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Wills, Trusts, and Estates
WMU-Cooley Law School
Torielli, Gina M.

I. WILLS AS A SUBJECT
A. The Law of Wills:
1. Overview/History
a. Statute of Uses- foundation for law of trusts. At Common Law (CL) property went to the eldest son.
b. Statute of Wills- Basis for modern Wills law. Passes real property (land) by wills
c. Statute of Frauds (1567)- all wills must be in writing and signed by their maker
d. Wills Act of 1837- wills must have a signature AND witnesses
e. Uniform Probate Code (UPC) rev. 1990- basis for current statute in MI (each state has its own statute based on the UPC)
2. There is no federal code; statutes and common law determine the law of wills.
3. General Rule: the law that is applied to the decedent’s estate is the law of the state where the decedent was domiciled at the time of death.
B. Basic Terms

Probate/Testacy Proceeding- process of proving a will, or having it declared valid and effective and determining will property will go
Personal Representative/Executor- person that the law puts in charge of the transfer process (1106) Duties: The personal representative collects and inventories the estate’s assets, invests or manages them to the extent necessary, gives all required notices to interested parties, sees that taxes are paid and creditor’s claims are satisfied or rejected, and distributes the remaining assets to legatees or heirs.
Estate (1104b)- property owned at the time of death
Gross Estate- everything that passes through probate
Net Estate/Distributable Estate- what is left after creditors and priority bills
Testate(Testacy)- to have a will at death. To die with an effective will
Testator- person who dies with a will. The term is used also to refer to one who has executed a will but is still alive
Will- instrument one uses to direct disposition of property
Codicil- a document executed with the formalities of a will that amends an existing will. It brings the will forward as though it was written on the day of publishing
Bequest- gift through inheritance. Also known as a legacy (term was used to describe personal property v. real property. No longer a distinction.).
Devise (Devisee)- gift given through a will
Devisee/Legatee- a will beneficiary, who receives a gift of real property or other benefit under a will or trust.
Intestate- a person who dies without a will that effectively leaves property. Note: Can die partially intestateEPIC 2101(1): Any part of a decedent’s estate not effectively disposed of by will passes by intestate succession to the decedent’s heirs as prescribed in this act, except as modified by the decedent’s will.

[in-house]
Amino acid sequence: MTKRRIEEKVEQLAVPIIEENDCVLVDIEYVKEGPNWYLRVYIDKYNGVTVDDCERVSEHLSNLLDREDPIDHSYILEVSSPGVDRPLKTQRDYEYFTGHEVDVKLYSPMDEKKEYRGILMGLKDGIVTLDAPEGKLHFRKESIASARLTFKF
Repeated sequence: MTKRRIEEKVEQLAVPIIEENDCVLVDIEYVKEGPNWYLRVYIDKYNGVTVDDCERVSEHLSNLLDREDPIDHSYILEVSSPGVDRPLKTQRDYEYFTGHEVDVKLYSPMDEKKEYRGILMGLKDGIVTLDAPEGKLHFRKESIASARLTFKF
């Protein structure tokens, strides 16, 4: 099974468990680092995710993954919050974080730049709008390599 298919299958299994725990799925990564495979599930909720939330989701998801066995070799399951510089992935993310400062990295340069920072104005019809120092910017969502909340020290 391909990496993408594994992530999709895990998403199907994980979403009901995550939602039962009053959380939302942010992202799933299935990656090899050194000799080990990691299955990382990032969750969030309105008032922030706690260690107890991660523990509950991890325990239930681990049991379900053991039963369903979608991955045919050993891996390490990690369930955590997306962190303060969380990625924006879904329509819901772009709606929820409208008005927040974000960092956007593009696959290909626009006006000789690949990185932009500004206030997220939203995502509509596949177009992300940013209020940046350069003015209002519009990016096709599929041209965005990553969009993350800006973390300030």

(Intestacy)Intestate Succession: Intestacy refers to the passage at death of the property of a person who has died without a valid will.
Decedent- a person who dies without a will
Deceased- dead person
Heir (1104)- people who could take property under the law if you don’t direct property with a will

a. EPIC 700.1104(m): “Heir” means, except as controlled by 2720, a person, including the surviving spouse or the state, that is entitled under the statutes of intestate succession to a decedent’s property.
b. Note: Those entitled to another’s personal property are the intestate’s distributes, or next-of-kin.
c. Michigan does not make the distinctionbetween real and personal property; many modern statutes use the term “heir” to designate the intestate takers of any type of property.
d. Heir P

t’s intent is against public policy and will not be honored.Property owners cannot violate public policy.
i. Eyerman v. Merchantile Trust Case: p. 6 Woman wanted her lovely home razed and the land sold. Razing the home would go against public policy. She would not have to deal with the consequences of her actions since she was dead.
ii. To determine if some request is against public policy the court will look:
1. Morals of the times
2. Constitution (federal and state)
3. Statutes
4. State and national case law

Courts are hesitant to take oral testimony of testator’s intent (he’s dead, not available)
Courts will consider other reliable evidence to determine D’s intent:

a. The most reliable evidence is a person’s will.
b. Court may look outside the will for additional evidence in certain situations.

When there is no reliable evidence or the court doesn’t feel confident due to ambiguity in the will, then the court has to make presumptions. The presumptions will be based on statutes or common law.

C. Property and Property Rights:

Types of Property:

a. Personal Property (2 types):
i. Tangible Property: Car, Clothing, Furniture, Computer
ii. Intangible Property: Bank Accounts, Stocks, Patent Rights, Contract Rights, Retirement Plans, Life Insurance.
b. Real Property: House, Condo

Rights to Property:

a. Sell it; Give it away